Abstract # 6065 Event # 186:

Scheduled for Monday, September 15, 2014 10:00 AM-10:15 AM: Session 25 (Mary Gay) Oral Presentation


MACRONUTRIENT TRADE-OFFS IN BAOBAB (ADANSONIA DIGITATA) FRUIT FOR WESTERN CHIMPANZEES (PAN TROGLODYTES VERUS) AT FONGOLI, SENEGAL

S. M. Lindshield1, J. M. Rothman2,3 and J. D. Pruetz1
1Iowa State University, 324 Curtiss Hall, Department of Anthropology, Ames, IA 50011, USA, 2Hunter College of the City University of New York, 3New York Consortium in Evolutionary Primatology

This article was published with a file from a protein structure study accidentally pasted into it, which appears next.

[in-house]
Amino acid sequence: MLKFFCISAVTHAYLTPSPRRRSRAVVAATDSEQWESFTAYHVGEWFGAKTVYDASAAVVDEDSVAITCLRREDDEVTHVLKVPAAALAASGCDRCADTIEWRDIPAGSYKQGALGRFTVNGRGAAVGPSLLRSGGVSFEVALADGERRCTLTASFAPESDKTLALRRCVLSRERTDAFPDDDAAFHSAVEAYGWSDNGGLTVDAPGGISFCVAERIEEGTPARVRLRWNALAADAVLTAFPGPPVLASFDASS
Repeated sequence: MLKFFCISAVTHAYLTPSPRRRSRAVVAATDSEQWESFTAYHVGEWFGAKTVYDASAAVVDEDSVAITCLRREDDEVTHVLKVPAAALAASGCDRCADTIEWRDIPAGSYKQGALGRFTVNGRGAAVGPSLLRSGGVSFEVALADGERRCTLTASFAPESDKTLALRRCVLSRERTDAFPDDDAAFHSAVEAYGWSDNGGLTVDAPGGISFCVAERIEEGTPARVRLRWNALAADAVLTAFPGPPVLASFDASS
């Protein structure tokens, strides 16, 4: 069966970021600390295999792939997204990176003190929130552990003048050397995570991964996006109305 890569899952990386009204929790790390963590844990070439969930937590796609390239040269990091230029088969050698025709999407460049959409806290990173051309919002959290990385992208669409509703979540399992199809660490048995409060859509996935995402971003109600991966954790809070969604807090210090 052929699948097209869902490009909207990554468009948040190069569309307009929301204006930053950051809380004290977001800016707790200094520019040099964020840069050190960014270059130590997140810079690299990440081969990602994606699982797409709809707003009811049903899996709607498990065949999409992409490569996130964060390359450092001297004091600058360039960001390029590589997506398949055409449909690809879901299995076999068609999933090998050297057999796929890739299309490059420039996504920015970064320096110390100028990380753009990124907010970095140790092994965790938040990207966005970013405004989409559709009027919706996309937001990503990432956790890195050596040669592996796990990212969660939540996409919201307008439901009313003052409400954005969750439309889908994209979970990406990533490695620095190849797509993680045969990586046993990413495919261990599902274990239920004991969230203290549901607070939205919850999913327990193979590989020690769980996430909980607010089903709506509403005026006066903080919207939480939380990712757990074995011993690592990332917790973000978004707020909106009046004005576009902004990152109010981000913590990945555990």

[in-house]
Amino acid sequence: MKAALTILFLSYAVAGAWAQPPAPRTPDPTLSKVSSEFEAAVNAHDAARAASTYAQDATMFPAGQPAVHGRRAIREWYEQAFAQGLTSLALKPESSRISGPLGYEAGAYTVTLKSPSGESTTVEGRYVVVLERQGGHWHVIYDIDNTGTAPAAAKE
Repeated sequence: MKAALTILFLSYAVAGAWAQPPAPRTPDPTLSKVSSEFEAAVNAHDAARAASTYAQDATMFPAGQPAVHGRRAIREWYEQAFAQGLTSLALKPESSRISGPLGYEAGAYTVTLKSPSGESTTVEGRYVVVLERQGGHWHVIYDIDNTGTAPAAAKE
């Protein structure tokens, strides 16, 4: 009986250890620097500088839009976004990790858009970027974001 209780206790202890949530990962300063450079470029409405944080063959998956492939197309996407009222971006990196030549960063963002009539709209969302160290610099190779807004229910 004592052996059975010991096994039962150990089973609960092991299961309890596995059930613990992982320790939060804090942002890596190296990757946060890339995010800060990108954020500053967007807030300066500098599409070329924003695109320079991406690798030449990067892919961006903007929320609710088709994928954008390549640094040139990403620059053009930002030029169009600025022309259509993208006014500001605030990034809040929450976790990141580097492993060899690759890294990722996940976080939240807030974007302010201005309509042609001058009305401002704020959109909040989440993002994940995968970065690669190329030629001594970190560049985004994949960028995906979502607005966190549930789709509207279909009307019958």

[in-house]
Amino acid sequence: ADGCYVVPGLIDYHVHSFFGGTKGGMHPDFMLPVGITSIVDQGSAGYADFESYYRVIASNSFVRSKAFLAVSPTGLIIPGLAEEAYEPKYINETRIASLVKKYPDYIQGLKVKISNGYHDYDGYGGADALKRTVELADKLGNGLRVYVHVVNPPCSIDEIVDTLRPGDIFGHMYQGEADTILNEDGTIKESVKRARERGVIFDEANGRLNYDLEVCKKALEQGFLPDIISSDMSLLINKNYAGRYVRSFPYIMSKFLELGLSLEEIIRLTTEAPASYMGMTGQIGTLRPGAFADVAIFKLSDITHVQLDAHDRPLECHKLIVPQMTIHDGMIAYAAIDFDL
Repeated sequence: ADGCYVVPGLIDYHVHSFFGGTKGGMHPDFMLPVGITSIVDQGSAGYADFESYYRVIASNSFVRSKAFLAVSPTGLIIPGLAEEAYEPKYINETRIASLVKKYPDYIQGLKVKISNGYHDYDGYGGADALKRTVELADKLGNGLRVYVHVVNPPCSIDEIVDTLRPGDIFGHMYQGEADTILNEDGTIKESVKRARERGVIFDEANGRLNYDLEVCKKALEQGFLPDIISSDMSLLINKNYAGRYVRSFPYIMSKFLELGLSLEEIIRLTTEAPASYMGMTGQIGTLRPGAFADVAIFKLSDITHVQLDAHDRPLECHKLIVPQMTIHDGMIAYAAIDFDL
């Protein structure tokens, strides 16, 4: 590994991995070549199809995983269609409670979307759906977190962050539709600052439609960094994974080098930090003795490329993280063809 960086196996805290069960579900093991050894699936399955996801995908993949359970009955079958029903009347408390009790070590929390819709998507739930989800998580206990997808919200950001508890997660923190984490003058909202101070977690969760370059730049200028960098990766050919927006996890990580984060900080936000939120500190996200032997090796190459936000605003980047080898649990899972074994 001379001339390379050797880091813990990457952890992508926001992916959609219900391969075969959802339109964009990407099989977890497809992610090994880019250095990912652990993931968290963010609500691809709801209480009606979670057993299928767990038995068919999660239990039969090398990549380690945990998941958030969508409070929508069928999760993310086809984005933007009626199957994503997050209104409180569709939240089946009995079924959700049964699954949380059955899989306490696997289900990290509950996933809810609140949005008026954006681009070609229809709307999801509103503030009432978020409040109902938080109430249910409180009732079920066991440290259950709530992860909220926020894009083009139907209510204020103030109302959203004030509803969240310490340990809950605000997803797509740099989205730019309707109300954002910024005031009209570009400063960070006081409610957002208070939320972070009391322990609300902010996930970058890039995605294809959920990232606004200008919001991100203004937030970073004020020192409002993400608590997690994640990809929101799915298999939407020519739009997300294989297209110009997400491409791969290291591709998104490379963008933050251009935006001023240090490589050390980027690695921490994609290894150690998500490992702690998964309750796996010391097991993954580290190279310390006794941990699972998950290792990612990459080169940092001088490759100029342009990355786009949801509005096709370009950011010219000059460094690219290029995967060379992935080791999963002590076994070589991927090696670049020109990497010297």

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     Although nutrient balancing is thought to be important to chimpanzees (Pan troglodytes), it is unclear how this process shapes their food selection behavior. Our study addresses this problem through assessing the macronutrient composition of foods for western chimpanzees (P. t. verus) at Fongoli, Senegal. We focused on baobab (Adansonia digitata) fruit in relation to the foraging behavior of focal study subjects (N=11) during two baobab fruit seasons. Baobab fruit was the top food during the study, as chimpanzees consumed it during 67% of feeding observations. Fruit pulp (N=105 fruits) was high in nonstructural carbohydrates (Mean=76.4%), but low in protein (Mean=3.3%) and fat (Mean=0.9%). The low protein in pulp indicates that individuals must supplement their diets with alternative protein sources. Concomitantly, chimpanzees routinely re-ingested baobab seeds by extracting them from feces, removing the softened coat and ingesting the kernel. In contrast to baobab pulp, kernels were on average 36.4% available protein and 29.7% fat (N=4), containing the highest protein and fat concentrations of 37 different foods sampled. It is likely that pairing baobab fruit pulp with seed enables individuals to efficiently meet most protein and energy requirements, and explains the prevalence of seed re-ingestion, an unusual behavior, in Fongoli chimpanzees.